Fontes didn’t make her name known until last season, as she stepped up big time to tie Turner in goals scored. Fontes has incredible control of the field as well as keen ability to read plays and insert herself where needed to score. Not only did she tie Turner for scoring leader with 11 goals, but she also notched eight assists – demonstrating her ability to create opportunities for her teammates. In what will likely be her final season with the Bruins, Fontes will continue to progress after hitting her stride last season.

Sophomore defender Lilly Reale is arguably the best defender in collegiate soccer. Named the Pac-12 Defensive Player of the Year and Honda Sport Award winner, nothing gets past this center back. Her ability to clear the box contributed in large part to UCLA’s 0.55 goals against average, its lowest in eight years. The defender has already been called up to serve playing time for the U-23 national team, making a name for herself on the national stage as well. Alongside fellow sophomore defenders Jayden Perry and Quincy McMahon, Reale will keep the Bruins’ goal well-defended, making the next goalkeeper’s job much easier.

Not many players start every single game in their first season. Arguably fewer keep their composure in serving the perfect corner kick to tie a championship game in its final seconds. Freshman midfielder Ally Lemos, however, did both. A cool, calm and collected player with wisdom and insight beyond her years, Lemos proved why Aozasa started her in every game last season. With only one season behind her, Lemos will assuredly create more chances for the Bruins, particularly in her creation of set pieces to score goals off of.

Who to watch

In addition to welcoming back nearly its entire championship-winning squad, UCLA boasts a roster full of depth, featuring many incoming top recruits and players who hold national playing experience.

With Bryzkcy gone, all eyes are on who will be the Bruins’ last line of defense. Out of the remaining three goalkeepers on the roster, freshman goalkeeper Neeku Purcell has the most playing time and only allowed a single goal in the minutes she played. As one of the top-25 recruits from her freshman class, Purcell already has the composure and experience necessary to play such an instrumental role, recording multiple shutouts during her time playing for the U.S. National Team during the U-20 2022 CONCACAF tournament.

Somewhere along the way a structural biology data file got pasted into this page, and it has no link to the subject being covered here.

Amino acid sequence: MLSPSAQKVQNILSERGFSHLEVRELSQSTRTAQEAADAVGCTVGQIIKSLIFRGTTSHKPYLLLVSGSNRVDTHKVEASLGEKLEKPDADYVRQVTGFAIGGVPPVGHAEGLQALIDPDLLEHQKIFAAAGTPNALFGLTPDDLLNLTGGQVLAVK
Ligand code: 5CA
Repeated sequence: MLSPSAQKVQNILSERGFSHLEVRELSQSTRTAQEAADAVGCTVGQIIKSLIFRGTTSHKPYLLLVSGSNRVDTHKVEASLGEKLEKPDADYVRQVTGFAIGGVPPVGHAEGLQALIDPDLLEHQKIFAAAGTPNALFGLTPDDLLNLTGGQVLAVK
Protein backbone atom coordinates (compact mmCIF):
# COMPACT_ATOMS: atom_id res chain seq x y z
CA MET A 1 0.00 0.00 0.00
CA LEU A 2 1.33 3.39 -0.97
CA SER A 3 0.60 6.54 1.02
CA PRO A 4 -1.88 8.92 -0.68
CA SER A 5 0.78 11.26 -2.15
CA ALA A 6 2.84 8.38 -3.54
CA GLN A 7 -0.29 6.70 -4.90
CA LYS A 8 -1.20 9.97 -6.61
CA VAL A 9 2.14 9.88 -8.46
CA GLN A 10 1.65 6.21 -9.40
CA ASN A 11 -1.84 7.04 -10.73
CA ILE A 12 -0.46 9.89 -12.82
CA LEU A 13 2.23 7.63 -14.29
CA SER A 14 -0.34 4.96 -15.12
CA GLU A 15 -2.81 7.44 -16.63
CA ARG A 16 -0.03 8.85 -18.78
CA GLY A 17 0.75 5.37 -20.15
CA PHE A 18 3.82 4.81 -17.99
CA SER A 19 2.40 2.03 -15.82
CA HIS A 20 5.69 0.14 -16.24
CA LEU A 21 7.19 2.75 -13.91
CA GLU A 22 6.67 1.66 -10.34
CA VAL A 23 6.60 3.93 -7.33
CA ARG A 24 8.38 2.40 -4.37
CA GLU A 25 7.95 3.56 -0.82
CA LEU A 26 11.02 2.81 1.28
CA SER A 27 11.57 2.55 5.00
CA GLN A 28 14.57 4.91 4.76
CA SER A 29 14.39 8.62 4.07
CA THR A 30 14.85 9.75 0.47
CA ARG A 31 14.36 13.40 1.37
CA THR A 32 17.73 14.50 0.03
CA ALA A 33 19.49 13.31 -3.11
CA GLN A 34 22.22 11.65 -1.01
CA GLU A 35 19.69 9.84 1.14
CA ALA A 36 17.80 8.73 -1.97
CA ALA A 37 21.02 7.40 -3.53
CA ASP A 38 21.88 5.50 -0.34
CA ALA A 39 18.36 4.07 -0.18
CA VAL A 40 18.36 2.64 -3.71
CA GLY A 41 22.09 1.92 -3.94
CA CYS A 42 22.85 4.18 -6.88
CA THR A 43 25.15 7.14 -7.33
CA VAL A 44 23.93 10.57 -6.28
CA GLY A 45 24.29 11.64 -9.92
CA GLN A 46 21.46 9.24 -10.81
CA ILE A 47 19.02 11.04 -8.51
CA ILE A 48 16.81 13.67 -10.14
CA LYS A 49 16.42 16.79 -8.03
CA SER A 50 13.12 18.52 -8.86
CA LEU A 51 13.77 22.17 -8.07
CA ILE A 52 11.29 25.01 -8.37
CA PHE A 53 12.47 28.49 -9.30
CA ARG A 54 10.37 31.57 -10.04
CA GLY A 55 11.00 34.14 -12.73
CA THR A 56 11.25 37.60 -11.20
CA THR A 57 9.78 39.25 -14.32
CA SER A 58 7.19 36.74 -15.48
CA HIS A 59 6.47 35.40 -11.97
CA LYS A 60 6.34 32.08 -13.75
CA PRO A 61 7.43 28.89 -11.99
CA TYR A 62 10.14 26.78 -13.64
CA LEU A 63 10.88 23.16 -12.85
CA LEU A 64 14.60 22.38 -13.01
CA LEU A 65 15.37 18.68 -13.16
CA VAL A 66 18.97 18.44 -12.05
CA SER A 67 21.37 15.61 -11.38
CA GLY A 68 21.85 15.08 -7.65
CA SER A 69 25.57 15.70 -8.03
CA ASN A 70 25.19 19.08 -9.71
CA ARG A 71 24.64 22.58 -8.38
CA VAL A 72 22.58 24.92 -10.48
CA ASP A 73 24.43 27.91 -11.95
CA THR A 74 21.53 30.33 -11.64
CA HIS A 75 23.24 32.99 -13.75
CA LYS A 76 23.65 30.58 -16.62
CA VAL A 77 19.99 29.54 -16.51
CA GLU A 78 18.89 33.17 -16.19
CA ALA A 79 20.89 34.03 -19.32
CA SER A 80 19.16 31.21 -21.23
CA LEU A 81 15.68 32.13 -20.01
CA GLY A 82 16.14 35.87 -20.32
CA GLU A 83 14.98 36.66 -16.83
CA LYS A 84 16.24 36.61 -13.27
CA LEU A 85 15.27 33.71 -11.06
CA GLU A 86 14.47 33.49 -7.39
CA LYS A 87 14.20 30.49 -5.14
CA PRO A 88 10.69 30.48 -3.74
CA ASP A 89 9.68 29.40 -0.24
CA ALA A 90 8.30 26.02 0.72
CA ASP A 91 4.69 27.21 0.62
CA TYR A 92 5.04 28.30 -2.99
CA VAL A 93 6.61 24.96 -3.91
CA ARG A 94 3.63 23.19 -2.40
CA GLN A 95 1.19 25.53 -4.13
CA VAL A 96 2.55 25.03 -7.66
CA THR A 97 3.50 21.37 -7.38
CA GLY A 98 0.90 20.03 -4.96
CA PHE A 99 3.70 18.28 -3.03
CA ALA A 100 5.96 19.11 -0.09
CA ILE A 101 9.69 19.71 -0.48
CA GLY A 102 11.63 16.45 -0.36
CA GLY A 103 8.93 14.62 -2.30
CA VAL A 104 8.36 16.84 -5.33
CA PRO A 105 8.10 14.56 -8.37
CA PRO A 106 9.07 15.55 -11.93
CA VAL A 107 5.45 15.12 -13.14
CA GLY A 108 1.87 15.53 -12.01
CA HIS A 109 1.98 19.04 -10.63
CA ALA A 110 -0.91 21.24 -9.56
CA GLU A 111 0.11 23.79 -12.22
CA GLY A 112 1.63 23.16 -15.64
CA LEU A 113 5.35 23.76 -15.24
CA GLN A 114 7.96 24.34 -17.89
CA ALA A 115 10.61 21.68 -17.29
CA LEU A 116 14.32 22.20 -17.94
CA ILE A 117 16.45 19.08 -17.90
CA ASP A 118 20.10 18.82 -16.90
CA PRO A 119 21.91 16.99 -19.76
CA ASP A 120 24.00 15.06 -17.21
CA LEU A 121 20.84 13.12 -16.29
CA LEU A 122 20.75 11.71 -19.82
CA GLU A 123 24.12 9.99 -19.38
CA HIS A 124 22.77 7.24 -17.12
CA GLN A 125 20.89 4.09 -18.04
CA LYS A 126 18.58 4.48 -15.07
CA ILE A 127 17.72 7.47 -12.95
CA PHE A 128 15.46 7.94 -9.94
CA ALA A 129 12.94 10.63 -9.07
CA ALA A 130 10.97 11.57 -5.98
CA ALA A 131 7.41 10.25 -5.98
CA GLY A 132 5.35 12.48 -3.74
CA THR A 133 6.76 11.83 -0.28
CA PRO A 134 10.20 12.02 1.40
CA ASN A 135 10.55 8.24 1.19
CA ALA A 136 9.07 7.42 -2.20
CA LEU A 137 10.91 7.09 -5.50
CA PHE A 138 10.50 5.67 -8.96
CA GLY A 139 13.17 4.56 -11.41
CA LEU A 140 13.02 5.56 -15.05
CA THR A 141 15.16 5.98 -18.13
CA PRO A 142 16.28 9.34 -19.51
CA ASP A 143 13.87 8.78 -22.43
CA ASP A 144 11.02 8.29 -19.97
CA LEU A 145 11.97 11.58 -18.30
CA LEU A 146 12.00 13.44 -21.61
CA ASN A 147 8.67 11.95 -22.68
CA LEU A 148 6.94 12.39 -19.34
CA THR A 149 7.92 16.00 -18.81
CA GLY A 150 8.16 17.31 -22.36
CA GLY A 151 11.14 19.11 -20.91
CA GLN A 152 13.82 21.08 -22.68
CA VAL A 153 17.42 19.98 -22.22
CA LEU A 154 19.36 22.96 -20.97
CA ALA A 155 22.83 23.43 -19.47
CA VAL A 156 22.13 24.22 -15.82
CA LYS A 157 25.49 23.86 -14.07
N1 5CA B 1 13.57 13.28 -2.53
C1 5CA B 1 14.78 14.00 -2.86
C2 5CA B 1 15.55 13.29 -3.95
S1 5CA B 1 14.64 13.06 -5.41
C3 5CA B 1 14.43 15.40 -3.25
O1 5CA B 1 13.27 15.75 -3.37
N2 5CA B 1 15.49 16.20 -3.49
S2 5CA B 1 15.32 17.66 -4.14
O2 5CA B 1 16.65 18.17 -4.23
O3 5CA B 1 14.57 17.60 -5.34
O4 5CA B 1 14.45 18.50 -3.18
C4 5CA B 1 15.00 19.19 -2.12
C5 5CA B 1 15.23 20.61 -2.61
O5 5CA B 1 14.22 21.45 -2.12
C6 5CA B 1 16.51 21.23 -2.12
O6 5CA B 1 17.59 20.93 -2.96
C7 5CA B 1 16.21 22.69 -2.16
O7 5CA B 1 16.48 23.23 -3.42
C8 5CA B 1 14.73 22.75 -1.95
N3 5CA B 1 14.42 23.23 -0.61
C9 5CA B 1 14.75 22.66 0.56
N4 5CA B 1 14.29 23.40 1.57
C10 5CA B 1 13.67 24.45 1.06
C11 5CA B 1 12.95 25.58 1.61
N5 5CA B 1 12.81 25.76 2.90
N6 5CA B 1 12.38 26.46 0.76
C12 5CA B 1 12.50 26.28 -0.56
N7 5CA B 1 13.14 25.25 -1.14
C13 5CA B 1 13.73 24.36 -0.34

UCLA is also receiving some of the top recruits in the country as part of its 2023 freshman class – one being defender Milla Shafie. Another gap to fill on the team is that of Desiano, who usually played the counterpart to McMahon. This means the Bruins will need a player on the right side who defends but can also play up the field more offensively and help create goal opportunities. Shafie was listed by her high school as 5 feet, 4 inches tall, meaning two things: She likely won’t play as a center back, and she is probably a fast runner. Shafie could be a potential starter for Aozasa and take over right-back duties.

Final thoughts

The Bruins, despite losing various important veteran players, have the roster depth necessary to recreate last season’s championship run. With most of the talented starters returning and a deep bench that Aozasa can pull from, more success is to be expected from this squad.

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Cecilia Schmitz